Widengren adds that, as a CDMO, Recipharm isn’t allowed to connect to the European Hub. Only the market authorization holder can do that. Therefore, Recipharm reports the serialization data to their customers, and then their customers report it to the EU-hub.
For Catalent, Thermo Fisher, and Recipharm, it seems that serialization—and aggregation—efforts are well underway. But that doesn’t mean there haven’t been a few unexpected hiccups along the way.
The biggest challenge Catalent, specifically, has had relates to data storage. According to Mullis, because the company has been expanding, the database that houses serialized data is filling up more quickly than expected. Therefore, their current challenge is finding a way to archive the data while still maintaining data integrity and meeting requirements.
“With data management, this became a big target for our data integrity team,” says Bond. “There was an enormous volume of new data that had to be retained for specific regulations—storage backup, security all had to be considered. And of course, keeping Part 11 [21 Code of Federal Regulations Part 11] compliance in mind along with the data. Reviewing audit trails as a part of that. Data review became a key factor in managing overall data for serialization.”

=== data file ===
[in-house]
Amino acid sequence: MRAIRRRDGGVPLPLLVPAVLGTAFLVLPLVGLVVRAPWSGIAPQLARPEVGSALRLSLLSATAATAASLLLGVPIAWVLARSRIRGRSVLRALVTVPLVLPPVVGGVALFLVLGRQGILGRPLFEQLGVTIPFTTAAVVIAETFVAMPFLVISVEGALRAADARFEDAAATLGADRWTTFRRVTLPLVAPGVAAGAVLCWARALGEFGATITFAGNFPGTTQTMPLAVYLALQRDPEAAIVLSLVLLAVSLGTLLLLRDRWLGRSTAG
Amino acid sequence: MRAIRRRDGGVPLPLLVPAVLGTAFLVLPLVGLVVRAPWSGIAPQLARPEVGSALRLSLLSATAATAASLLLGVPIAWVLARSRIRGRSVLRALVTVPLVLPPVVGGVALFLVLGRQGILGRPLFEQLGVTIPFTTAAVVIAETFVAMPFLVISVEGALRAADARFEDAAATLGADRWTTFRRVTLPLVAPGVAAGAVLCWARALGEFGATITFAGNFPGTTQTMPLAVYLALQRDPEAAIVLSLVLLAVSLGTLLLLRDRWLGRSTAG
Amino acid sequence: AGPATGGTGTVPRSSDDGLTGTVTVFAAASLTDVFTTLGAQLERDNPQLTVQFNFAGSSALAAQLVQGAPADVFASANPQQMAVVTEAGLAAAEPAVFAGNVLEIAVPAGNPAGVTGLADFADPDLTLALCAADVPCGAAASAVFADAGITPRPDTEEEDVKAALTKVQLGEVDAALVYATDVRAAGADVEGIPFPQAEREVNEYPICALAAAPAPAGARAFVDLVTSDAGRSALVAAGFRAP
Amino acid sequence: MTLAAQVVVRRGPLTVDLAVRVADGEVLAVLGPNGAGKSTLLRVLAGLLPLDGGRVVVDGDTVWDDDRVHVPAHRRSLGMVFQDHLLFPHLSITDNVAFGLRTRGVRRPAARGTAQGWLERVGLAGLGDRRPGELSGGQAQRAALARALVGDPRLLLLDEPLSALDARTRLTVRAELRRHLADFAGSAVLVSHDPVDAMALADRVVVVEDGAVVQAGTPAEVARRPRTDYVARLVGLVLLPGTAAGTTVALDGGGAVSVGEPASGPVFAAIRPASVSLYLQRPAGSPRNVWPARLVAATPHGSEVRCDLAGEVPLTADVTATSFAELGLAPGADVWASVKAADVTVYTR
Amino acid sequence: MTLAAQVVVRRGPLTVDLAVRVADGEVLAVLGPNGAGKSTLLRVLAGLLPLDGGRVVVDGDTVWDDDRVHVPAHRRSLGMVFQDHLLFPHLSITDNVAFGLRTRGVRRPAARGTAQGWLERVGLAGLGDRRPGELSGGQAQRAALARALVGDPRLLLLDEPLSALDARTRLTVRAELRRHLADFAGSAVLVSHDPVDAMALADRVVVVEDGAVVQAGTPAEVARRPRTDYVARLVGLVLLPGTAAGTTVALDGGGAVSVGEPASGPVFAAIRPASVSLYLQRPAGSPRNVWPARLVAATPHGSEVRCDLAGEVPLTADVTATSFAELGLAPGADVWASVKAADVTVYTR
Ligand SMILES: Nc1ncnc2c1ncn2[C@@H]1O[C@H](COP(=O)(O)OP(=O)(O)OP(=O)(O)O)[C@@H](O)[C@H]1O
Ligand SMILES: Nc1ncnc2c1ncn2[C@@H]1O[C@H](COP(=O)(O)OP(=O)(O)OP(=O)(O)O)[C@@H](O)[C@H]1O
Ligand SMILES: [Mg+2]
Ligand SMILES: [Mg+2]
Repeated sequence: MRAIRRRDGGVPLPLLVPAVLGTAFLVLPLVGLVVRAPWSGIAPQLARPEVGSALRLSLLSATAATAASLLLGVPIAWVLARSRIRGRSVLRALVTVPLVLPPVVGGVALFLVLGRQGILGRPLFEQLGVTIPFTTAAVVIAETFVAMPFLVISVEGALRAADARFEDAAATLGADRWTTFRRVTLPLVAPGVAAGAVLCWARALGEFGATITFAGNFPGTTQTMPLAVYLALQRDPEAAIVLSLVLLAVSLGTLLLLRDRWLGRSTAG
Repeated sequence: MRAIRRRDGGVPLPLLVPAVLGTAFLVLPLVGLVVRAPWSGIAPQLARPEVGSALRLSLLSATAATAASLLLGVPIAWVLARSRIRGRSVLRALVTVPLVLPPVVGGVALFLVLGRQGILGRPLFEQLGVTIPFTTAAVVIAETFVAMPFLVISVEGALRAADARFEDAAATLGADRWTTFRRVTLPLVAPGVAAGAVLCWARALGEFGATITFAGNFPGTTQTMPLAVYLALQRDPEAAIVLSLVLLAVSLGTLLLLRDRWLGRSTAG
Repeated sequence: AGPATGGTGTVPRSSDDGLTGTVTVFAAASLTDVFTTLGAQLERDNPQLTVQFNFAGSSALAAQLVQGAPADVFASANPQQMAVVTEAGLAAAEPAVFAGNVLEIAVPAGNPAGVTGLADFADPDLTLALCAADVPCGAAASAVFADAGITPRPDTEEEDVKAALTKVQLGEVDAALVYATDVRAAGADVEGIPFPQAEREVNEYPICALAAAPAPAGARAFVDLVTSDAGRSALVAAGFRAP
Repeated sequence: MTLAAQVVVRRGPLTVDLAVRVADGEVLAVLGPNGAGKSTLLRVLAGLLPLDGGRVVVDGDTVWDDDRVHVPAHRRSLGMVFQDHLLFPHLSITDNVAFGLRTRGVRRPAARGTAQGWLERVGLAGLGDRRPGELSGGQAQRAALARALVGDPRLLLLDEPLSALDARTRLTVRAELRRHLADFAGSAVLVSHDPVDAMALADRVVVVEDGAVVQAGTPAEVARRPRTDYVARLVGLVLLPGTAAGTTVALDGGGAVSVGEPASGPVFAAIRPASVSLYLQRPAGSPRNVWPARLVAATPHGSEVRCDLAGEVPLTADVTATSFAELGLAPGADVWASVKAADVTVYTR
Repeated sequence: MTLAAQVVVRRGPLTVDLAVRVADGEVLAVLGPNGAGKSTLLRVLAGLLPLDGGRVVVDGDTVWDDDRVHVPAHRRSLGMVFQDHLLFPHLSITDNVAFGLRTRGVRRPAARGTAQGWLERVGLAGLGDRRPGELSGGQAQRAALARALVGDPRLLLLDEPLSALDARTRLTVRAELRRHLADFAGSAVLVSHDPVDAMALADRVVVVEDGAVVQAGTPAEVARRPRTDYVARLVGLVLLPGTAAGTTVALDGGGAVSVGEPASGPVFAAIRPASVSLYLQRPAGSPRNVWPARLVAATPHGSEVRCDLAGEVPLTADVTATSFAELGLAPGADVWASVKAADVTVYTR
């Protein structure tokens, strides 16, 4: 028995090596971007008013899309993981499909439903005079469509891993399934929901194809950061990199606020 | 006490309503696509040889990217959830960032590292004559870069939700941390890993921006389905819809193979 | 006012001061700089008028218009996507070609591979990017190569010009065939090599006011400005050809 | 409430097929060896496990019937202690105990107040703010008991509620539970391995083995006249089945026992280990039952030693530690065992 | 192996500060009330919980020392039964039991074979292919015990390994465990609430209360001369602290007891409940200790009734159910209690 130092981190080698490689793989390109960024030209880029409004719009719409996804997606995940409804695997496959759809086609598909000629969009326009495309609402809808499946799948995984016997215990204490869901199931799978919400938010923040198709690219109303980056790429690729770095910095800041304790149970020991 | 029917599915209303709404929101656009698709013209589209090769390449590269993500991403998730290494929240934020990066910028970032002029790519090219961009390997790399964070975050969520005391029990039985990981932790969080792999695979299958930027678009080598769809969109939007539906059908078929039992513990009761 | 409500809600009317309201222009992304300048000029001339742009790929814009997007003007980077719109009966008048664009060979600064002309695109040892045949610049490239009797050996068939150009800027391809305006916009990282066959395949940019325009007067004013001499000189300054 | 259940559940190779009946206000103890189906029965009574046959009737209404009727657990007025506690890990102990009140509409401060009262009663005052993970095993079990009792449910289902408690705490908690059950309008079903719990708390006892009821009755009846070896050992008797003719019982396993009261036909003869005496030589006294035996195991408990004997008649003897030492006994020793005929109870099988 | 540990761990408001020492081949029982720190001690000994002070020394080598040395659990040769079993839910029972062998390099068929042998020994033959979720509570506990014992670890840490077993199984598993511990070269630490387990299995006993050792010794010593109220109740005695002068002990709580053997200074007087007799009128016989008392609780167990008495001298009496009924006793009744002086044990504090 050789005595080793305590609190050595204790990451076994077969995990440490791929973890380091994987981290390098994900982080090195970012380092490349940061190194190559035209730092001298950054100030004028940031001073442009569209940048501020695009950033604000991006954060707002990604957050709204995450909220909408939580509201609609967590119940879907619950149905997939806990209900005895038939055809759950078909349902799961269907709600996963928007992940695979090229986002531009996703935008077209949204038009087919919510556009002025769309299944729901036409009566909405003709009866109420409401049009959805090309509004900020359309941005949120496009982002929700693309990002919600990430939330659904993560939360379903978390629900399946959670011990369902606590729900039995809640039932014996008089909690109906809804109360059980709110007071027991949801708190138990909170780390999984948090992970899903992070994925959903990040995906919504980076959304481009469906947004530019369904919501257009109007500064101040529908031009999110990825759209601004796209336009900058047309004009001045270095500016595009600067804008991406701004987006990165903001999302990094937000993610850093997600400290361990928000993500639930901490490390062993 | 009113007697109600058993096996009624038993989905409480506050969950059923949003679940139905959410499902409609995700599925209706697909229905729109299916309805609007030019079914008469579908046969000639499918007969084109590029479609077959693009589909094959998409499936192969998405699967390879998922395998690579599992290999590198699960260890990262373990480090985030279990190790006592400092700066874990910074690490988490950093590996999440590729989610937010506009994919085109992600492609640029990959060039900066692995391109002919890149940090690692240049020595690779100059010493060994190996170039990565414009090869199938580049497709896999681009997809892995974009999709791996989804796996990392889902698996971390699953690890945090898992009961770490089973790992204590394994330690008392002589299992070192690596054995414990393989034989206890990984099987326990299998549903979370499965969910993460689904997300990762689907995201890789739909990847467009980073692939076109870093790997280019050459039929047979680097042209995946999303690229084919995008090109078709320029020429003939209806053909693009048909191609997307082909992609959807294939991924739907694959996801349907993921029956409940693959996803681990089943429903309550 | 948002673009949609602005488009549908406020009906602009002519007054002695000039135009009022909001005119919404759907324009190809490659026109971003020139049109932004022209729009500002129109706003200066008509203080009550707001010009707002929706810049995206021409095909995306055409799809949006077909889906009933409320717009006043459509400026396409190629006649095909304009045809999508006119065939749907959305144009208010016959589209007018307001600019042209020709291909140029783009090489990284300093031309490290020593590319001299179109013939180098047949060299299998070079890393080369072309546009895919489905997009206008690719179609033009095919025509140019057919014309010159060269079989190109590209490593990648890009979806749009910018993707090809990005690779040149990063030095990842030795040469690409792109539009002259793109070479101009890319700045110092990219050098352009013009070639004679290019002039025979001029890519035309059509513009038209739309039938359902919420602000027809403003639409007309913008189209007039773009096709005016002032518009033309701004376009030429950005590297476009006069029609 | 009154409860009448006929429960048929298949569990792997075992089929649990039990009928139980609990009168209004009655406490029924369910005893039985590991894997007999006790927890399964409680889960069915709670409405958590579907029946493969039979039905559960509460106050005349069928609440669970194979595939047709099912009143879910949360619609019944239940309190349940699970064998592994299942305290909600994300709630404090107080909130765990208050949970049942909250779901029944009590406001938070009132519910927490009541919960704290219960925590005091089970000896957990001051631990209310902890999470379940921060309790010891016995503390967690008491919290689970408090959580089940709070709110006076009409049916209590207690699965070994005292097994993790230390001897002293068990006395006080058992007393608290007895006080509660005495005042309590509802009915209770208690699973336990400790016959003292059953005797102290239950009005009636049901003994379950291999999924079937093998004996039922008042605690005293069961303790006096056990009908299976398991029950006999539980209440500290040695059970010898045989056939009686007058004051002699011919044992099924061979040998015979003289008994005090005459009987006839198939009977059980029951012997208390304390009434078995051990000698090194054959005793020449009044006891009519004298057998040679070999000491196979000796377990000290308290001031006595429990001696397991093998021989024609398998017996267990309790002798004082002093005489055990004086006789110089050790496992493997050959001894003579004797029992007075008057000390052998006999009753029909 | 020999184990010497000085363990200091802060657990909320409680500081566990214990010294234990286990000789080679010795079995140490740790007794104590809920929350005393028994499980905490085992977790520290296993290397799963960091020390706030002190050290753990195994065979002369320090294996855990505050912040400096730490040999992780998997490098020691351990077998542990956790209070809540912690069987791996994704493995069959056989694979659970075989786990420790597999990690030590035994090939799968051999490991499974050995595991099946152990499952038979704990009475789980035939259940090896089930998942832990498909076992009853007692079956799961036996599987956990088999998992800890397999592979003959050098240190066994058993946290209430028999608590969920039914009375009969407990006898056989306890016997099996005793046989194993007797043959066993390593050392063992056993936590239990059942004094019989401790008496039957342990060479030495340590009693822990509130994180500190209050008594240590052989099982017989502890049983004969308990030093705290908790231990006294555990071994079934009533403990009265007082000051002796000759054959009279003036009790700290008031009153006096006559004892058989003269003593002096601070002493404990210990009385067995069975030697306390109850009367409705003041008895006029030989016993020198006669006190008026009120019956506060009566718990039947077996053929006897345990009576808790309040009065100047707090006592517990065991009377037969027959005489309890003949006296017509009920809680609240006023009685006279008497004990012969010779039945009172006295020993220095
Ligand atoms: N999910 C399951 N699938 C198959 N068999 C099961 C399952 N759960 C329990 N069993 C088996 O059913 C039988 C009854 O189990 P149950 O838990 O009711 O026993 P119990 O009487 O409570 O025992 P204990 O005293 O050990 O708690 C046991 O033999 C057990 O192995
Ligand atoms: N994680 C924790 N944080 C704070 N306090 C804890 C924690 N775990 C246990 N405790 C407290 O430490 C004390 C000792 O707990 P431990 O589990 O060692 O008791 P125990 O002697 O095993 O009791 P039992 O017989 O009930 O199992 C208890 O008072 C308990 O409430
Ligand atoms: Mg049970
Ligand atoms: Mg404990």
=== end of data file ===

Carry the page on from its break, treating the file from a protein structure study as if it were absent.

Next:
Manufacturers are the first step in the serialization process. As such, they must be the first ones to have serialization—and aggregation—in place for the essential data to be accessed by downstream partners. Hopefully, there will be no further delays due to the COVID-19 pandemic and smooth sailing ahead for global serialization efforts.
Meg Rivers is a senior editor for Pharmaceutical Technology, Pharmaceutical Technology Europe, and BioPharm International.
Volume 46, Number 2
When referring to this article, please cite it as M. Rivers, “Serialization and Aggregation from a Manufacturing Perspective," Pharmaceutical Technology 46 (2) 2022.